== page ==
March 22, 2023

Hossein Nayeri (ABC 20/20) Bio, Wiki, Age, Wife (Cortney Shegerian), Prison Break, Arrest, Convicted Kidnapper, Involuntary Manslaughter

Hossein Nayeri Bio, Wiki

Hossein Nayeri is a convicted criminal in the state of California. Hossein immigrated to the U.S. from Iran. He was arrested with two other men for kidnapping and torturing a marijuana dispensary owner. On January 22nd, 2016, Hossein Nayeri escaped from the Men’s Central Jail in Santa Ana, California. Hossein and his fellow escapee Jonathan Tieu were caught after a San Francisco resident reported seeing their stolen white van.

Nayeri’s case is being examined on ABC 20/20. He spoke to ABC News before he faced trial, saying he wanted to tell the whole story. The episode aired at 9 p.m. EST Friday, March 13th, 2020 on ABC.

Hossein Nayeri Background

Hossein Nayeri is a convicted criminal who reached infamy when he escaped from Orange County Jail, recorded the escape and his days on the run. He was convicted in the kidnap and torture of a marijuana dispensary owner and Mary Barnes.

Adam Houssein Nayeri fled multiple times. The first time, he was a teenager who recently completed Marine Corps boot camp and fled his post. Then, he was charged in the vehicular manslaughter death of his friend, and fled the country to Iran. Finally, his escape from Orange County Jail made national headlines.

Hossein Nayeri Wife (Cortney Shegerian)

Hossein’w wife was Cortney Shegerian, at the time of many of his crimes. She testified at his trial that she was “terrified” of her husband, according to the Los Angeles Times. She testified Nayeri was controlling and abusive. She eventually pressed charges against Nayeri for physical abuse but agreed to a plea deal which ordered him to complete counseling.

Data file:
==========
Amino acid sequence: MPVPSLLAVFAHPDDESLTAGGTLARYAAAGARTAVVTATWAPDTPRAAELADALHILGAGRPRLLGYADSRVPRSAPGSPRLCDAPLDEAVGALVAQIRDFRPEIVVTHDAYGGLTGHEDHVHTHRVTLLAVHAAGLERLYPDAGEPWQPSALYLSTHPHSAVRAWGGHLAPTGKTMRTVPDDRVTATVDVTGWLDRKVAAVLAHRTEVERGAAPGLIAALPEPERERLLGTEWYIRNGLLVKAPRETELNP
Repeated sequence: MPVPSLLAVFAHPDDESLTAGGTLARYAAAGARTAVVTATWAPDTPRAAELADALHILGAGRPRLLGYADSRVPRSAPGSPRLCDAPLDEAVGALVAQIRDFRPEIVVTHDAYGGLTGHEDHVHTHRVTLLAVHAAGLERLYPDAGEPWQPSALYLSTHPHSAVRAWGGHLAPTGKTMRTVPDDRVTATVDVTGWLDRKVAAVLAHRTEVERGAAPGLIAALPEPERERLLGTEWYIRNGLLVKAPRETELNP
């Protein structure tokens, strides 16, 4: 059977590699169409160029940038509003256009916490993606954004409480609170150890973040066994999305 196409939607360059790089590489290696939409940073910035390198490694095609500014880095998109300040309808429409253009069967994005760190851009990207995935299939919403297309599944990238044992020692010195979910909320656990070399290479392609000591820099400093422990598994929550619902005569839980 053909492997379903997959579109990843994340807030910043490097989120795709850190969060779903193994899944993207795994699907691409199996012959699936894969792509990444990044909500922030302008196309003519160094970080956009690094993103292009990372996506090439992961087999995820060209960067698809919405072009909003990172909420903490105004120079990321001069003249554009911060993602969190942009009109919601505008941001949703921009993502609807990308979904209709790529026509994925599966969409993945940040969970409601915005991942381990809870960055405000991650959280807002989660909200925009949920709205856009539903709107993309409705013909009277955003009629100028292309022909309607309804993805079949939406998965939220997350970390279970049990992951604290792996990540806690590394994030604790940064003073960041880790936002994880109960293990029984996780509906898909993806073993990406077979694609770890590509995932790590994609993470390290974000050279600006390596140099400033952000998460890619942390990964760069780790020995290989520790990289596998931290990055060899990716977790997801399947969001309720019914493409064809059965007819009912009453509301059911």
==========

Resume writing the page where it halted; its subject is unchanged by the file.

Shegerian and Nayeri met when she was a teenager. She kept their relationship a secret from her parents, even after they were married, according to ABC News even after she married him years later. They were eventually divorced.

Hossein Nayeri Escape from Jail

In 2016, Hossein Nayeri used a contraband cellphone to film his daring escape from a maximum-security wing at an Orange County jail. In 2017, NBC4 shared a video, showing the first-person vantage point of the escapees and scenes of their days on the run. The video which can bee seen here shows the three men, along with a cab driver, evading law enforcement in a statewide manhunt for more than a week. Nayeri and Jonathan Tieu were captured in San Francisco. The third man, Bac Duong, turned himself in before the arrest.

The Santa Ana skyline comes into view as the inmates reach the rooftop of the Orange County Jail. The video does not show how the inmates got to the ground, but Nayeri says on the recording they had an industrial rope, a toolbox, a duffle bag, and new clothes. They take turns posing at the corner of Haight-Ashbury in San Francisco.

Hossein Nayeri Manhunt & Arrest

Following their escape, the police issued a statewide manhunt before Hossein Nayeri and Jonathan Tieu which lasted for 8 days. They were captured in San Francisco. A witness recognized a white van from reports and suspected it was the one stolen from Whole Foods and used in their caper. Upon being spotted, Nayeri ran from police after, but he was arrested after a brief foot chase, according to the Los Angeles Times. Tieu was found hiding inside. He was arrested without incident.